Friday, March 15, 2019

Defying the Laws of Physics

Imagine you're speeding down the highway and a police car suddenly appears in your rear view mirror, lights flashing. You panic. With pounding heart and a mouth as dry as the Sahara you frantically try to pull over--right as the cop screeches past you into the night.

I felt sweaty just writing that! Look, I've gotten a ticket before and it's no big deal but the lizard part of my brain freaks out anyway. You'd think I had a body in the trunk or something. Which leads me to my point--how detective shows want us to believe a person would just go about their business after committing a heinous crime. When the worst thing a character ever did (before committing murder) was jaywalk, how did they suddenly turn into a sociopath? Where's the guilt, the remorse? Where's the Lady Macbeth trying to wash the blood off her hands, or the narrator who hears the tell-tale heart of his victim beneath the floorboards?

Every work of fiction asks the reader to suspend their disbelief to a degree. The author may condense time or sprinkle in some amazing coincidences, but the reader doesn't mind. The reader wants to believe. Otherwise, there would be no Harry Potter, no Game of Thrones. But there is a line that cannot be crossed, at least for me. Okay, two lines. The first is the Hannibal Lecter syndrome I just described. The other is when the writer defies the laws of physics. When a hundred pound woman kills her rival and moves her body down several flights of stairs and then hauls her away in a car to bury her in the woods I lose my mind. I can't even carry ten pounds of groceries that far. Yet it happens all the time, people effortlessly moving bodies hither and yon without anybody seeing them. Not only that, there's an episode of Castle where a woman supposedly hangs a body upside down from a catwalk. I need to know who her personal trainer is. Why isn't she entering body-building competitions instead of murdering people? She missed her calling.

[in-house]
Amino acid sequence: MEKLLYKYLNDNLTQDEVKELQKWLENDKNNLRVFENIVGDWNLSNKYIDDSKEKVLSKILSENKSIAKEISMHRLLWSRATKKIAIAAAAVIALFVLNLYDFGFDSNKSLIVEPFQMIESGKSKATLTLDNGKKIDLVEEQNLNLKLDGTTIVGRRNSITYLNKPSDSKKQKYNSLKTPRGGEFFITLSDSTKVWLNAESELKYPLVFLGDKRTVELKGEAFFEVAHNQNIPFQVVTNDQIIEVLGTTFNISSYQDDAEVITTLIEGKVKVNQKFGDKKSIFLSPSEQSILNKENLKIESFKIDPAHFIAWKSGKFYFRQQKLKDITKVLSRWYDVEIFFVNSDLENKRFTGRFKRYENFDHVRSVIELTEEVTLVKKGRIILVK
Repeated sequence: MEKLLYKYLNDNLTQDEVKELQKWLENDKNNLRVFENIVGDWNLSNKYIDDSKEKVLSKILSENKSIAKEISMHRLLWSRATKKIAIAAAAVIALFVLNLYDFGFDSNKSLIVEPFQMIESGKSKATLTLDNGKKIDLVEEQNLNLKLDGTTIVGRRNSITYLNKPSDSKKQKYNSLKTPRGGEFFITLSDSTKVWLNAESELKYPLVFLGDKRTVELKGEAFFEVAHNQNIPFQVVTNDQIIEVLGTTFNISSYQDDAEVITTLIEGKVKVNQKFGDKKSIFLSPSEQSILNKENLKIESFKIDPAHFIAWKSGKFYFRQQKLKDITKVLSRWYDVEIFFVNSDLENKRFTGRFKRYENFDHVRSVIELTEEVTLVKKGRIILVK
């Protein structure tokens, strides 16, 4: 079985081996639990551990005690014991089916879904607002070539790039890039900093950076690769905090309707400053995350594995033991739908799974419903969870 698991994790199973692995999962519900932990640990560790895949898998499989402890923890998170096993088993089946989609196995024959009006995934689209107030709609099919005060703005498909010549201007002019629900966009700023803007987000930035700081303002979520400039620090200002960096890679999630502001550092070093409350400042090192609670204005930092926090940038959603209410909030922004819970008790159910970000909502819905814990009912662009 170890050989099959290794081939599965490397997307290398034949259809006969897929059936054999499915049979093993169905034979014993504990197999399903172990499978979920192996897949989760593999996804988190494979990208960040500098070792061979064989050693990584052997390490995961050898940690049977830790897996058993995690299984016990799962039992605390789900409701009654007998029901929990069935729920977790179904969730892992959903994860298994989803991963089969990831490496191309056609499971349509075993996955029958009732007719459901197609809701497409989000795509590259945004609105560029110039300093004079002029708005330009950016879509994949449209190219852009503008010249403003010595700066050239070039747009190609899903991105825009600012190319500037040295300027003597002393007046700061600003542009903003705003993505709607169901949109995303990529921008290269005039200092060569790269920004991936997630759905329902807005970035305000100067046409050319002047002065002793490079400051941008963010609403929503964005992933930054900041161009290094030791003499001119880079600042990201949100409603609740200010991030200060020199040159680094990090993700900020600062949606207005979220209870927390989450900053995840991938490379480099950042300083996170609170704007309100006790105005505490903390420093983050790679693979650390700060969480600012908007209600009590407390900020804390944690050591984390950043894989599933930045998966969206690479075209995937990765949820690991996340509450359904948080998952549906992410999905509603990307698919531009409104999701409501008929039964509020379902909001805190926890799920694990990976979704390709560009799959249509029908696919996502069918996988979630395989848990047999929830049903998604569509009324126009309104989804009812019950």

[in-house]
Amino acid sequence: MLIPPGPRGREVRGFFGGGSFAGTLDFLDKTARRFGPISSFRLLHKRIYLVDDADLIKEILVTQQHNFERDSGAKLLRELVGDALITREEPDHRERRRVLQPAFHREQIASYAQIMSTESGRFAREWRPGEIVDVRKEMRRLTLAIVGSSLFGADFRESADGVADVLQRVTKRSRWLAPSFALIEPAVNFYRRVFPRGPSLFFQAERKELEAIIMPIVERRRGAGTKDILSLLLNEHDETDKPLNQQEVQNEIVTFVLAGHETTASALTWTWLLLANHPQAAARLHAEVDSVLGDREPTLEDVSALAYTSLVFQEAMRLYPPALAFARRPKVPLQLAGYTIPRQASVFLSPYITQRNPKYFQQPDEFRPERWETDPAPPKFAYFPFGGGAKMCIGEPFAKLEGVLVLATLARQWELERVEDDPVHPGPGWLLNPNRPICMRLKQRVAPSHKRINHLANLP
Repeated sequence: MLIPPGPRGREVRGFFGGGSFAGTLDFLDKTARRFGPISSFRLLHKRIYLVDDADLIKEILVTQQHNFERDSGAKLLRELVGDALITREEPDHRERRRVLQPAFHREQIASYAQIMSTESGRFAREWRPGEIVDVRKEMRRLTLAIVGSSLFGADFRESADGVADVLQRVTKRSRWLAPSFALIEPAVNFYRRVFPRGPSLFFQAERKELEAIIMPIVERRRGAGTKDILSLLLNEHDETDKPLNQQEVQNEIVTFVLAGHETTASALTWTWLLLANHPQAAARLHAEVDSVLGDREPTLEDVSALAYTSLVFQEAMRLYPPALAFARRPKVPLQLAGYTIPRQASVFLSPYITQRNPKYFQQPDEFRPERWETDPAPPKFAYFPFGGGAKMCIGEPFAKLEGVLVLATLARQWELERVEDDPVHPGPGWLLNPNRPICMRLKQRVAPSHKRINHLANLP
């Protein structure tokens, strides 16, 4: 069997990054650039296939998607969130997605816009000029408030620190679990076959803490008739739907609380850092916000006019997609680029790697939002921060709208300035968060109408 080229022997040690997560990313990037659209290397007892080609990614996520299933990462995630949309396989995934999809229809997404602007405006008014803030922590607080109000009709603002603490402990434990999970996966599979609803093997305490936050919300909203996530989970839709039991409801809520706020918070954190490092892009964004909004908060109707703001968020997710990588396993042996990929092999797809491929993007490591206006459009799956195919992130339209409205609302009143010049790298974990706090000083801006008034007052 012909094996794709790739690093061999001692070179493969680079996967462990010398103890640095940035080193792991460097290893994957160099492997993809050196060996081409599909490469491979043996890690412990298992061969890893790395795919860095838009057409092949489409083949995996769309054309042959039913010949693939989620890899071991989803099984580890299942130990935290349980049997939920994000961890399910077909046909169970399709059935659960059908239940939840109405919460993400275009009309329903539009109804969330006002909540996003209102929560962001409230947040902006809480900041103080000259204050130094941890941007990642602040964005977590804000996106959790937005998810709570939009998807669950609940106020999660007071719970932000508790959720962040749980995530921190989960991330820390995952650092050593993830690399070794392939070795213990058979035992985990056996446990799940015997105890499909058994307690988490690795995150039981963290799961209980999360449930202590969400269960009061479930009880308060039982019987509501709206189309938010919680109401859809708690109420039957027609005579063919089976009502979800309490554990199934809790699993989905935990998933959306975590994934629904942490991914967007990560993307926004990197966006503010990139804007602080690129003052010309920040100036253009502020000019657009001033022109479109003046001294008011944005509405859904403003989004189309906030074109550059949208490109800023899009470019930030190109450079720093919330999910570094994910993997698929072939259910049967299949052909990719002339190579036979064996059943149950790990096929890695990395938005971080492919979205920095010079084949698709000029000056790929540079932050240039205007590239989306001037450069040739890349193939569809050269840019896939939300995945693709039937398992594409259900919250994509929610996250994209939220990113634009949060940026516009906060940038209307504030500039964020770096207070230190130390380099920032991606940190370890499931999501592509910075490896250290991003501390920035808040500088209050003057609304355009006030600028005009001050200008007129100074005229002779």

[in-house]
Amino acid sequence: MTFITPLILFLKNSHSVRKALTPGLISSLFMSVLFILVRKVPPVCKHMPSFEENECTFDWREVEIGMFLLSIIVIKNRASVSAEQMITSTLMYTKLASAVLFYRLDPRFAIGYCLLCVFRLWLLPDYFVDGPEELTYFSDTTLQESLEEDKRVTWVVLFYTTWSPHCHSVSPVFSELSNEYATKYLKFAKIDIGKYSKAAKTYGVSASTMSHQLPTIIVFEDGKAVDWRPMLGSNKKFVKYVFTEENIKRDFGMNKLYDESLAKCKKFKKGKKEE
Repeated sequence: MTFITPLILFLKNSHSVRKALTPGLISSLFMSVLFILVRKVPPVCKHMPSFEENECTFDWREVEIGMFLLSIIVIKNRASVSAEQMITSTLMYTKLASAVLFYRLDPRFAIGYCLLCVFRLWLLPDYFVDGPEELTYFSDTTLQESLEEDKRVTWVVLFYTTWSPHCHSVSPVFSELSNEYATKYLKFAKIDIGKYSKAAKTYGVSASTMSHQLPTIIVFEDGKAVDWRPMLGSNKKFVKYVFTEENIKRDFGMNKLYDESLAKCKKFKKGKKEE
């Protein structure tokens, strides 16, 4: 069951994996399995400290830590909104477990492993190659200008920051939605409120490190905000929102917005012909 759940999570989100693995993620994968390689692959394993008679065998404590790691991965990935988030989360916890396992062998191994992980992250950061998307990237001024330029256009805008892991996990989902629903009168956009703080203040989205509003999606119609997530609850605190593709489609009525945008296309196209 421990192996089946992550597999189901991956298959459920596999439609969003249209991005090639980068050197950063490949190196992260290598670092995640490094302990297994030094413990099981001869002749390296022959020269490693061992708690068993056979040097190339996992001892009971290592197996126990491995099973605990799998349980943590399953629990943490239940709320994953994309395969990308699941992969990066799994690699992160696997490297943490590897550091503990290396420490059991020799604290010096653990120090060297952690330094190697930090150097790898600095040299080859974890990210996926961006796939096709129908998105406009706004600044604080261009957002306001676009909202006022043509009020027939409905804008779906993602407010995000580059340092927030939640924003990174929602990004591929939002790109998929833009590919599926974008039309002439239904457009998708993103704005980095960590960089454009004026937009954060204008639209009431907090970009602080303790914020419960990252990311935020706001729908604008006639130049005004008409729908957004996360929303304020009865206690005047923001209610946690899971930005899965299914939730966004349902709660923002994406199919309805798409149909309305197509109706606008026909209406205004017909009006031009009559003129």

One of my favorite scenes of tongue-in-cheek self-awareness is from the film, My Cousin Vinny, where Vinny questions a witness.

Vinny: How could it take you five minutes to cook your grits when it takes the entire grit-eating world 20 minutes?
Mr. Tipton: Um... I'm a fast cook, I guess.
Vinny[across beside the jury] What? I'm sorry I was over there. Did you just say you were a fast cook? Are we to believe that boiling water soaks into a grit faster in your kitchen than any place on the face of the earth?
Mr. Tipton: I don't know.
Vinny: Perhaps the laws of physics cease to exist on your stove! Were these magic grits? Did you buy them from the same guy who sold Jack his beanstalk beans?

Yes, Vinny, the laws of physics do cease to exist on TV, but if you miss them you can always switch off the TV and pick up a book. No, that won't work either. Why don't you carry a heavy bag of groceries up and down the stairs and then bury it in the woods? I promise you the laws of physics won't disappoint.

1 comment:

  1. you'll be when youNi ascend
    in the Rapture (defying the law).
    With Almighty God,
    anythnz possible...
    even my spelling's
    ferociously horrendous
    Cant wait to see you Upstairs, dear.
    God bless you.